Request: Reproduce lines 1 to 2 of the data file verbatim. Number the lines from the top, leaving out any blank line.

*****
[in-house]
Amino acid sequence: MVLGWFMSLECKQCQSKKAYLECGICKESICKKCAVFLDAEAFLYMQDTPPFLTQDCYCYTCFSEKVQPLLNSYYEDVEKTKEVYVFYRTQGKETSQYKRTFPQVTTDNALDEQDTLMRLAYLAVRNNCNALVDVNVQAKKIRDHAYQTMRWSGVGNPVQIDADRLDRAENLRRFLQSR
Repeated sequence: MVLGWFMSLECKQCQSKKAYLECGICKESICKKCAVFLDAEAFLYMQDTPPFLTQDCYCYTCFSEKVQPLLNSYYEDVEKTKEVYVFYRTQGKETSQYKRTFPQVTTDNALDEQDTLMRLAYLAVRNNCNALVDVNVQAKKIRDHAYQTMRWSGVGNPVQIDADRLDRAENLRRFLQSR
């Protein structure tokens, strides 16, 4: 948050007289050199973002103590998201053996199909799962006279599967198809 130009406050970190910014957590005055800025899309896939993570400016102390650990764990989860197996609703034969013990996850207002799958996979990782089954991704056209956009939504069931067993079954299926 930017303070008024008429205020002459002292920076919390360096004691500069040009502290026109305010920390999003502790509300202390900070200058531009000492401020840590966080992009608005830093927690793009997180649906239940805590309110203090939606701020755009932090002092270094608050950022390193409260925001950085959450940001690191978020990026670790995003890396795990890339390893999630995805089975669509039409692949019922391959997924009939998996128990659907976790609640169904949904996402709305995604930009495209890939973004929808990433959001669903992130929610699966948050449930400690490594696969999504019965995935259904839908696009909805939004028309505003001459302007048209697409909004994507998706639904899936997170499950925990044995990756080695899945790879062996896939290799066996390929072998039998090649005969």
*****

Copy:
[in-house]
Amino acid sequence: MVLGWFMSLECKQCQSKKAYLECGICKESICKKCAVFLDAEAFLYMQDTPPFLTQDCYCYTCFSEKVQPLLNSYYEDVEKTKEVYVFYRTQGKETSQYKRTFPQVTTDNALDEQDTLMRLAYLAVRNNCNALVDVNVQAKKIRDHAYQTMRWSGVGNPVQIDADRLDRAENLRRFLQSR